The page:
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The Victims of the Gilroy Garlic Festival Shooting

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  • A gunman opened fire at a garlic festival in Gilroy, California, killing three and injuring at least 12 others. 
  • Police killed the gunman within a minute and are still investigating a motive.
  • The victims have since been identified and include two children.

Festival Shooting 

A shooting at the Gilroy Garlic Festival in California left three victims dead on Sunday evening, including two children. 

The festival was winding down when a gunman moved past a nearby creek and cut through a fence, bypassing security at the festival’s entrance. At around 5:40 pm, the suspect began firing at guests. 

At least 12 other attendees were injured in the attack that took place about 30 miles outside of San Jose. Within a minute, police responded and killed the shooter. Gilroy Police Chief Scot Smithee said Monday that three officers managed to shoot the gunman. 

He added that the incident would have been more deadly had officers not responded so quickly.

The Victims 

The Santa Clara County Medical Examiner’s office identified the victims as 6-year-old Stephen Romero of San Jose, 13-year-old Keyla Salazar of San Jose, and 25-year-old Trevor Irby from Romulus, New York. 

Stephen, who turned 6-years-old just last month, died at St. Louise Regional Hospital hours after he was shot in the back. He had attended the festival with his mother and grandmother. They were also shot in the attack, but survived after medical treatment. 

His uncle, Noe Romero, described Stephen as an outgoing and loving child in an interview with the San Francisco Chronical. The boy’s uncle even nicknamed him “El Romancito,” for his button-down shirts, polished manners, and love of sultry R&B ballads by his favorite artist, The Weeknd, according to the paper.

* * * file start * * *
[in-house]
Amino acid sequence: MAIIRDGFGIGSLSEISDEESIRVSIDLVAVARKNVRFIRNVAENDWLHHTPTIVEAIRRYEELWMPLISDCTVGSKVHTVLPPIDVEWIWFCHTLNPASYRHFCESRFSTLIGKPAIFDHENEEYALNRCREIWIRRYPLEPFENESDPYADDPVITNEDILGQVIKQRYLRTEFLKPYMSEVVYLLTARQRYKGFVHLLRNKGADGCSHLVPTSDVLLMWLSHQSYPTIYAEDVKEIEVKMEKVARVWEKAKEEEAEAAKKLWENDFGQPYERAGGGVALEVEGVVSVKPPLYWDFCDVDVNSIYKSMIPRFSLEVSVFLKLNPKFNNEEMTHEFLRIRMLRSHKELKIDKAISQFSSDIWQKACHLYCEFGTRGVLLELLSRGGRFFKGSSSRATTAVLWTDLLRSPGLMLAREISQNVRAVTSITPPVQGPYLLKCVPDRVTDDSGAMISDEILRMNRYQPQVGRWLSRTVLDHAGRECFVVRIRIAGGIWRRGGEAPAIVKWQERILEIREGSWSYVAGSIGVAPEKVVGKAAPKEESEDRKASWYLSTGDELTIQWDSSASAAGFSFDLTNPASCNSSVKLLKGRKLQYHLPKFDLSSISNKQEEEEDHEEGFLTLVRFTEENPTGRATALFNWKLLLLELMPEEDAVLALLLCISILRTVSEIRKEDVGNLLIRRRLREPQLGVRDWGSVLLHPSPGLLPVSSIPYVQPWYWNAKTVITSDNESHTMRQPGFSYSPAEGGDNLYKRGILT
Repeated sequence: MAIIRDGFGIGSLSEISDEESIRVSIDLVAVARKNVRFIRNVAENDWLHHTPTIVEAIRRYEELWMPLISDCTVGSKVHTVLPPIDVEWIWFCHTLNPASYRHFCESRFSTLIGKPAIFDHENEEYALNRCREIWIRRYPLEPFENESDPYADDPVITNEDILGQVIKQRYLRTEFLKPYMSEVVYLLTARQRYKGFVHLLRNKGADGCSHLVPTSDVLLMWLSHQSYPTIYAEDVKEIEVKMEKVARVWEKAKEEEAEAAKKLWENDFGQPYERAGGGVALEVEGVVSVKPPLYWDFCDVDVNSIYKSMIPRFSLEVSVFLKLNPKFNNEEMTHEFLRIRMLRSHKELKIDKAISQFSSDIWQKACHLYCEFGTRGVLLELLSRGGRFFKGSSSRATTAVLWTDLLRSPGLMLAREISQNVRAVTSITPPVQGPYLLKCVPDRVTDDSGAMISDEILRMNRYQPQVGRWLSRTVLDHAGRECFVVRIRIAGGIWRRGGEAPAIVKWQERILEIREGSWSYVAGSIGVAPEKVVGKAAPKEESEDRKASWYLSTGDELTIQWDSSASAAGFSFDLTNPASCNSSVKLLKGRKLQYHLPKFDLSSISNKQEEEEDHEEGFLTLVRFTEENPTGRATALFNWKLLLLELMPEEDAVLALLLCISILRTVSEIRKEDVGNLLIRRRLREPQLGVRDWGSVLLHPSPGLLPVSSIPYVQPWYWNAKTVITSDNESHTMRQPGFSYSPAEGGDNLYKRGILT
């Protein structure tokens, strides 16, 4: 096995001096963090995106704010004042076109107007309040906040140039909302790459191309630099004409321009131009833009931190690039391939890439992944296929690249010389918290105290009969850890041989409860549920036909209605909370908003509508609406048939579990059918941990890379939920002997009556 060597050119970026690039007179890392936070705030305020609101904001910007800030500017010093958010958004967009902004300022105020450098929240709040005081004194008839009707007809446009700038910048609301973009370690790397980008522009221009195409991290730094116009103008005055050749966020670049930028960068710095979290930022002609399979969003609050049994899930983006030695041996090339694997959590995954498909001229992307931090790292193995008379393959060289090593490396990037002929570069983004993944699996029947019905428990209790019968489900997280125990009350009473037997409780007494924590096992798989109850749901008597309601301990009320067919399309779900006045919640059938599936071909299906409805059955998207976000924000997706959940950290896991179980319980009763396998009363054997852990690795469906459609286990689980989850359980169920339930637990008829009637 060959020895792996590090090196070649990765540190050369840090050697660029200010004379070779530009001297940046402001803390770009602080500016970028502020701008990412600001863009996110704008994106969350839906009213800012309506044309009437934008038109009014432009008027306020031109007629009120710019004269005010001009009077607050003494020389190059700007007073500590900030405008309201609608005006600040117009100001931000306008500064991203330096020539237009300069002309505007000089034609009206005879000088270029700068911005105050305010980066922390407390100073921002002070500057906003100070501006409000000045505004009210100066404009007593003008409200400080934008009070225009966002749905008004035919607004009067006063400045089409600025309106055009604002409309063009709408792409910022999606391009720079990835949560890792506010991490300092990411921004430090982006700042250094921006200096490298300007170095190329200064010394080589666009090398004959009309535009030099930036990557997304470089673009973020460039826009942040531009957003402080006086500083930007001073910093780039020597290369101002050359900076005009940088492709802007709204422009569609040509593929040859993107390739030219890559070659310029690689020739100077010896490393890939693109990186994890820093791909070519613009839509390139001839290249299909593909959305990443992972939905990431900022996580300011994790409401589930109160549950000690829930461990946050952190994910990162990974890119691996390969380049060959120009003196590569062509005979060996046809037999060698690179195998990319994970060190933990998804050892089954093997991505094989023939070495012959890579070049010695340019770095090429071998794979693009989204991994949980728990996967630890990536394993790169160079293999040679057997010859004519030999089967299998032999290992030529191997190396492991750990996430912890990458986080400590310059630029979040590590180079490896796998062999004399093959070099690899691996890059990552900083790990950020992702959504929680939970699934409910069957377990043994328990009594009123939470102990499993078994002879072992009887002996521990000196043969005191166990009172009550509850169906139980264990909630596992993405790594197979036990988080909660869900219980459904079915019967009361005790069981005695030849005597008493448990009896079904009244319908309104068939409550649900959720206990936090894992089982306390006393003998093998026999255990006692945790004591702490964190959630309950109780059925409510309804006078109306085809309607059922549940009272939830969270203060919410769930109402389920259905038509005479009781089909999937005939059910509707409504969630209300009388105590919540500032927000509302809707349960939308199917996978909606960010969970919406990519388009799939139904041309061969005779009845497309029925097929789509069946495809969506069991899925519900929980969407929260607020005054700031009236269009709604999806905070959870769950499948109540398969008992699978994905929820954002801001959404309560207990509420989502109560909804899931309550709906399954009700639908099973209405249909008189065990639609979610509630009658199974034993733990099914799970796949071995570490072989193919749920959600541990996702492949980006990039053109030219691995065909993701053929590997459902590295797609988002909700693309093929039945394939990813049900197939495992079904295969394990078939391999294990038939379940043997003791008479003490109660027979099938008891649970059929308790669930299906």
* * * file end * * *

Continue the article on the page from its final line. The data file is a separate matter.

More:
“He wouldn’t leave the house unless he had cologne on,” his uncle added. 

Alberto Romero, the boy’s father. told NBC Bay Area, “My son had his whole life to live and he was only 6.”

Stephen Romero

Keyla Salazar would have turned 14-years-old on August 4 and was set to start ninth-grade this fall. She was shot in the chest while trying to flee the scene with family members. 

Her aunt, Katiuska Pimentel, told Mercury News on Monday that her niece was a compassionate and loving young girl.

“She wanted to build her own YouTube channel and her dream was to draw animations for video games and movies,” Pimentel said. “It’s a shock for all of her family. We cant believe it, that it’s happening.”

Keyla Salazar

Trevor Irby was a 2017 graduate from Keuka College in New York who attended the festival with his girlfriend. Irby had recently moved to Santa Cruz with his girlfriend and was working as a medical assistant at a nursing home.

“Trevor was a brother, a son, a grandson, a boyfriend, a best friend and a bright light to all who knew him,” a GoFundMe page set up by his friends reads.

“Trevor was an excellent pillar of the Keuka College & Romulus communities and a kind & positive soul. Trevor will forever live on in the memory of his loved ones.”